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Students start caring about others early

Through nonprofit group Lion's Heart, youngsters in grades 6 through 12 can give back to the community.

April 17, 2014|By Bryce Alderton
  • A group of Thurston Middle School girls walked and played with dogs at Hemopet, which doubles as a greyhound rescue and canine blood bank, in Garden Grove. Pictured left to right are: Sarah Hollinshead, Chloe Schaefgen, Kate Gilles, Molly Cohn, and Mia Pitz.
A group of Thurston Middle School girls walked and played… (Jacqueline Schaefgen )

A group of Thurston Middle School girls is learning the value of spending time together in the pursuit of helping others.

The seventh-graders are volunteering for Lion's Heart, a nonprofit that Laguna Beach resident Terry Corwin established in 2004 as a way for kids in grades 6 through 12 to participate in community-service projects.

Thurston parent Jacqueline Schaefgen serves as coordinator but lets the girls suggest and develop their own service ideas.

Members have played with greyhounds at an animal rescue facility, made lunches for the homeless at the Friendship Shelter and sent candy to U.S. troops stationed overseas.

The group formed a year ago, when Schaefgen's daughter, Chloe, 12, wanted a way to help others. Lion's Heart, which has more than 3,000 teen members in 33 chapters in nine states, seemed like a good fit.

"Giving back to the community makes me feel like I'm a leader," said Chloe, chapter vice president. "I realize I can do bigger things than I could ever imagine."

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Lion's Heart members do not do fundraising, but they must log at least 30 service hours between May and April 30.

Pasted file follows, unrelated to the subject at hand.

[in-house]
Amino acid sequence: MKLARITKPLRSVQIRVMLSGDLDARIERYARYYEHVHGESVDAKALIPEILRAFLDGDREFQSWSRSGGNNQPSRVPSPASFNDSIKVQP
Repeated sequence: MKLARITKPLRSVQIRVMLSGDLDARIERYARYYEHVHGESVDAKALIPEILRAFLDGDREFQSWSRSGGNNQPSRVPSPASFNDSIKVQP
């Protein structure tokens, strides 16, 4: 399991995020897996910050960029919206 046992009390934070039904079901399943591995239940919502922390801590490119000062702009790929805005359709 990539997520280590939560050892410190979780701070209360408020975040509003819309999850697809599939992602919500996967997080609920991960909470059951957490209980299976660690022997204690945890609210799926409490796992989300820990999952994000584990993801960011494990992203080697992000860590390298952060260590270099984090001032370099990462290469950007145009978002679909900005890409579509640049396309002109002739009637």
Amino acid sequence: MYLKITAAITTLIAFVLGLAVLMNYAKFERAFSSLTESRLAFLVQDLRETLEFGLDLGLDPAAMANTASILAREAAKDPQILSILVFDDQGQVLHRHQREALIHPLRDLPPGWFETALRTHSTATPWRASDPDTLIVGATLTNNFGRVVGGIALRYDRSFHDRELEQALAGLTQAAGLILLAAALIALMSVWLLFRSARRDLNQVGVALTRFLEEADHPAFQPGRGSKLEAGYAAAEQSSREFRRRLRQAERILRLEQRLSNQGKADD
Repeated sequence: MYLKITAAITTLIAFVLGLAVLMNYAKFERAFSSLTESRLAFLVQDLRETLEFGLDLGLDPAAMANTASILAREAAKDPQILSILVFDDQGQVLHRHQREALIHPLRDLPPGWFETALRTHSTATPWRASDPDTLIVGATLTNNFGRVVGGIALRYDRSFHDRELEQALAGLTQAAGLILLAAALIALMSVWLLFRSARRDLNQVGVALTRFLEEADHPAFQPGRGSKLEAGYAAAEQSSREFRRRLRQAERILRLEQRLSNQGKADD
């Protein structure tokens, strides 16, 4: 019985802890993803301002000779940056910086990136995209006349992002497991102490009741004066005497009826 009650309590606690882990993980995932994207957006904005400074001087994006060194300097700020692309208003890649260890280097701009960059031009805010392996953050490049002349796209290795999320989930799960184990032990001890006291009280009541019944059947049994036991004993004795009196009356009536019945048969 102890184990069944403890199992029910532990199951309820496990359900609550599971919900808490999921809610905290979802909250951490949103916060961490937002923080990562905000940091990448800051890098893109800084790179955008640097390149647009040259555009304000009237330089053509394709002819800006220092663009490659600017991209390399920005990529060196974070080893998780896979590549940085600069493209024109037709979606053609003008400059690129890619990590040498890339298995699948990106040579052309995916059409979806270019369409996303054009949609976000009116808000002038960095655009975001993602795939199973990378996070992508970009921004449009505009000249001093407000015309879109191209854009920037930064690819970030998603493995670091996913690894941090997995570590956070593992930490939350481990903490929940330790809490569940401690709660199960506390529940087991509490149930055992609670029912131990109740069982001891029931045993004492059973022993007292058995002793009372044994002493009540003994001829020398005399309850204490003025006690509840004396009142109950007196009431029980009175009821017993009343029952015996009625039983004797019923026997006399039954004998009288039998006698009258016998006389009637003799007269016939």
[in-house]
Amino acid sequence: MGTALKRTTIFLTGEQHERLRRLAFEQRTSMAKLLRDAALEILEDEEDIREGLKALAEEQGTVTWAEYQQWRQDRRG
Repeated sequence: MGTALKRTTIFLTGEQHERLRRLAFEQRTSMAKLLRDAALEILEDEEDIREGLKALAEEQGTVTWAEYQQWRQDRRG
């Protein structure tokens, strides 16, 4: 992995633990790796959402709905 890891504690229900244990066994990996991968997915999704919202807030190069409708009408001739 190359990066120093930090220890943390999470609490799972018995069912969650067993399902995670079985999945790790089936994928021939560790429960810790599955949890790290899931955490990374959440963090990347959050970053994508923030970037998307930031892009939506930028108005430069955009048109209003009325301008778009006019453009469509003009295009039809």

Groups, which are age- and gender-specific, meet eight times per year, and volunteers pay a $130 annual fee, which covers website costs, insurance, members' T-shirts, trophies and awards, promotional materials and other organizational and administrative expenses, according to the Lion's Heart website.

Ninth-grade girls from Laguna Beach High School are also involved in the program.

Each group elects a president, vice president, secretary and treasurer, Schaefgen said.

"[The meetings] provide structure and make it easier [for the girls] to stick to their commitment," Schaefgen said. "It requires them to take the initiative, to start asking questions and figure out how to give back with time and effort."

Participants are expected to bring ideas to discuss at every meeting, and a coordinator attends every gathering to help facilitate discussion.

Piper Warner, 13, likes the brainstorming sessions.

"It's great to hear what is in our hearts," Piper said.

For more information, visit http://www.lionsheartservice.org.

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